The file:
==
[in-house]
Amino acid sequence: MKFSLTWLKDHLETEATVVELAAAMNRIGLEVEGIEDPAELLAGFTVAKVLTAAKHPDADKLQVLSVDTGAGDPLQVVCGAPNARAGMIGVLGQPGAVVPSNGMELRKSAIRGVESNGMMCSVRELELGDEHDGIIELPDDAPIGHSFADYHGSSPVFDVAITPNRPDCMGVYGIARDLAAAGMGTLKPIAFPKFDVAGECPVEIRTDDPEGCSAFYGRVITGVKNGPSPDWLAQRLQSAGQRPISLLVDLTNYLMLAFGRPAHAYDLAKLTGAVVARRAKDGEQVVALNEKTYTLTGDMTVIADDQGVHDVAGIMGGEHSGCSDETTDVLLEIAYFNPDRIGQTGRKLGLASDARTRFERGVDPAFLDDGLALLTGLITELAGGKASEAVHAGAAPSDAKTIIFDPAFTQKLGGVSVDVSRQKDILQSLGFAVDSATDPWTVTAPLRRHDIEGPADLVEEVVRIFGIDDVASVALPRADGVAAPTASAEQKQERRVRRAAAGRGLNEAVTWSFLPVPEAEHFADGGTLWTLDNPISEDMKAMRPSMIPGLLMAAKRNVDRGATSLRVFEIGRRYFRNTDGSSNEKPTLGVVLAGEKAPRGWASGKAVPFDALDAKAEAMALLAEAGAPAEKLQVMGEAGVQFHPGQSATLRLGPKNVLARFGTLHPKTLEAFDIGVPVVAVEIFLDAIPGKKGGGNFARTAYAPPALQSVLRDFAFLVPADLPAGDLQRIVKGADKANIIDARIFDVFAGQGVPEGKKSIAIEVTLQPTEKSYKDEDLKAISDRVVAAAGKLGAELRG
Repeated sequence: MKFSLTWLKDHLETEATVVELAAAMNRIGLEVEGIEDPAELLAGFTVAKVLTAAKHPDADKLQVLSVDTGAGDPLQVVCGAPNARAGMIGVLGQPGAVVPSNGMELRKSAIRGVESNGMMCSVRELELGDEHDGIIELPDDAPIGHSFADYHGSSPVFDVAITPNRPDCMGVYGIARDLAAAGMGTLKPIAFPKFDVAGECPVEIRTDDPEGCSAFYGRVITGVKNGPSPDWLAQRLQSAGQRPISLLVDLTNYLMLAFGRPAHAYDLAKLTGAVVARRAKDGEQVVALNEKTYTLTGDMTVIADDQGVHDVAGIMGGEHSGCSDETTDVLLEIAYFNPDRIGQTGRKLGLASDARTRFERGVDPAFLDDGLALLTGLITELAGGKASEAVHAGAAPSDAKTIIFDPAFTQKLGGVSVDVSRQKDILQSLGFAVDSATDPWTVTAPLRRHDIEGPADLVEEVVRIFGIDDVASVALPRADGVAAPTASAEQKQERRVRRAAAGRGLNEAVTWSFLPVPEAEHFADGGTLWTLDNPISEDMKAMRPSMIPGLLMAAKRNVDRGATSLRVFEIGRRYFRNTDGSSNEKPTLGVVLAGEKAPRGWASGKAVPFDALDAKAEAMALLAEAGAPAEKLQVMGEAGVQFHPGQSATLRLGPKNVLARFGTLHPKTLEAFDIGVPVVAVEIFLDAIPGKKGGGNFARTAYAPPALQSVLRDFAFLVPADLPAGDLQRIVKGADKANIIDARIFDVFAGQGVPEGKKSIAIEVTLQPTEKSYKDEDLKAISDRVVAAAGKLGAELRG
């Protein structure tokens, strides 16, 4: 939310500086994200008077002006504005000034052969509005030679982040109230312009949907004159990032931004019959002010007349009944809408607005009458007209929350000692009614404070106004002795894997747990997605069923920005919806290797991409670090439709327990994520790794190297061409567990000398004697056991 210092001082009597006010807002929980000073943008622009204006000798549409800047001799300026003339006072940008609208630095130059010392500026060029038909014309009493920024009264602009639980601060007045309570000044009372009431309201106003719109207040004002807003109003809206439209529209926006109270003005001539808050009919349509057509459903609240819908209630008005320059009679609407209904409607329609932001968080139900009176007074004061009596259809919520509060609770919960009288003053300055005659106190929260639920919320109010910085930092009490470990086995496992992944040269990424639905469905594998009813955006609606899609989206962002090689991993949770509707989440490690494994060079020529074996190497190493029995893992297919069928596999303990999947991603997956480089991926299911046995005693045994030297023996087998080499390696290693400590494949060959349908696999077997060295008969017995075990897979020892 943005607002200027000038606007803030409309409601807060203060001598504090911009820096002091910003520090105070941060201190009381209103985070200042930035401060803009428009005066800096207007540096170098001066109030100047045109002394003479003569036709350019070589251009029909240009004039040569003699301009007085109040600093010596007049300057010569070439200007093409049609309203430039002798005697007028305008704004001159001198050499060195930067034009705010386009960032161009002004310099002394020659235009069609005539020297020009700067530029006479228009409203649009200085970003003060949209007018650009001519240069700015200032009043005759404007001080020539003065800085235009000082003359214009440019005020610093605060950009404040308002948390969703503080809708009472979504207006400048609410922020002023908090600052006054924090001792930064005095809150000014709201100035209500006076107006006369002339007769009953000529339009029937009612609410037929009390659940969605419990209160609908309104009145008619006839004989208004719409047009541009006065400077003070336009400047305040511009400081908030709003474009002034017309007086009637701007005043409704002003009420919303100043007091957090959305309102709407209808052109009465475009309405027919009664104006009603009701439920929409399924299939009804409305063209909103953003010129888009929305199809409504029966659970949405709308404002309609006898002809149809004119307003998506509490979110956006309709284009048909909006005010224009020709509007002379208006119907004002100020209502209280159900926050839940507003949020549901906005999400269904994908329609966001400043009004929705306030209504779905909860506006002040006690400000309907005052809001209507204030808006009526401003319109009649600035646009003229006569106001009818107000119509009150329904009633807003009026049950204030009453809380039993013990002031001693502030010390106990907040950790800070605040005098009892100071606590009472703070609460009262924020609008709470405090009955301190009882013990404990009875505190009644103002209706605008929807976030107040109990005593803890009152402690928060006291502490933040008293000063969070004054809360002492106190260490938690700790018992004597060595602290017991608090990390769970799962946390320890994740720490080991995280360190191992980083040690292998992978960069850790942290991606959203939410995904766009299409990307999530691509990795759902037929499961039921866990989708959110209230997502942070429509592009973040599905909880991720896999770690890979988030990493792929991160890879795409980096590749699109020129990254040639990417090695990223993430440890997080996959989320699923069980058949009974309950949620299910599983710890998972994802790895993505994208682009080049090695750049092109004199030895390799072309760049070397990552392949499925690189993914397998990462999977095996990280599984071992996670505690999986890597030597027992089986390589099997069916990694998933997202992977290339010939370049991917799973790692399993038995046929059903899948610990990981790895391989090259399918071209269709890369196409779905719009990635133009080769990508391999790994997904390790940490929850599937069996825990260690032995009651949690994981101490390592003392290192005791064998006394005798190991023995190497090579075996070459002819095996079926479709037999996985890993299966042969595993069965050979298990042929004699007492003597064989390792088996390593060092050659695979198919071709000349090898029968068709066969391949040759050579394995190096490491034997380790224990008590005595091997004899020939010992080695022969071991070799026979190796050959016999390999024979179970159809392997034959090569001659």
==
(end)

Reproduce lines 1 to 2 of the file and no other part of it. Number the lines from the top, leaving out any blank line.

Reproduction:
[in-house]
Amino acid sequence: MKFSLTWLKDHLETEATVVELAAAMNRIGLEVEGIEDPAELLAGFTVAKVLTAAKHPDADKLQVLSVDTGAGDPLQVVCGAPNARAGMIGVLGQPGAVVPSNGMELRKSAIRGVESNGMMCSVRELELGDEHDGIIELPDDAPIGHSFADYHGSSPVFDVAITPNRPDCMGVYGIARDLAAAGMGTLKPIAFPKFDVAGECPVEIRTDDPEGCSAFYGRVITGVKNGPSPDWLAQRLQSAGQRPISLLVDLTNYLMLAFGRPAHAYDLAKLTGAVVARRAKDGEQVVALNEKTYTLTGDMTVIADDQGVHDVAGIMGGEHSGCSDETTDVLLEIAYFNPDRIGQTGRKLGLASDARTRFERGVDPAFLDDGLALLTGLITELAGGKASEAVHAGAAPSDAKTIIFDPAFTQKLGGVSVDVSRQKDILQSLGFAVDSATDPWTVTAPLRRHDIEGPADLVEEVVRIFGIDDVASVALPRADGVAAPTASAEQKQERRVRRAAAGRGLNEAVTWSFLPVPEAEHFADGGTLWTLDNPISEDMKAMRPSMIPGLLMAAKRNVDRGATSLRVFEIGRRYFRNTDGSSNEKPTLGVVLAGEKAPRGWASGKAVPFDALDAKAEAMALLAEAGAPAEKLQVMGEAGVQFHPGQSATLRLGPKNVLARFGTLHPKTLEAFDIGVPVVAVEIFLDAIPGKKGGGNFARTAYAPPALQSVLRDFAFLVPADLPAGDLQRIVKGADKANIIDARIFDVFAGQGVPEGKKSIAIEVTLQPTEKSYKDEDLKAISDRVVAAAGKLGAELRG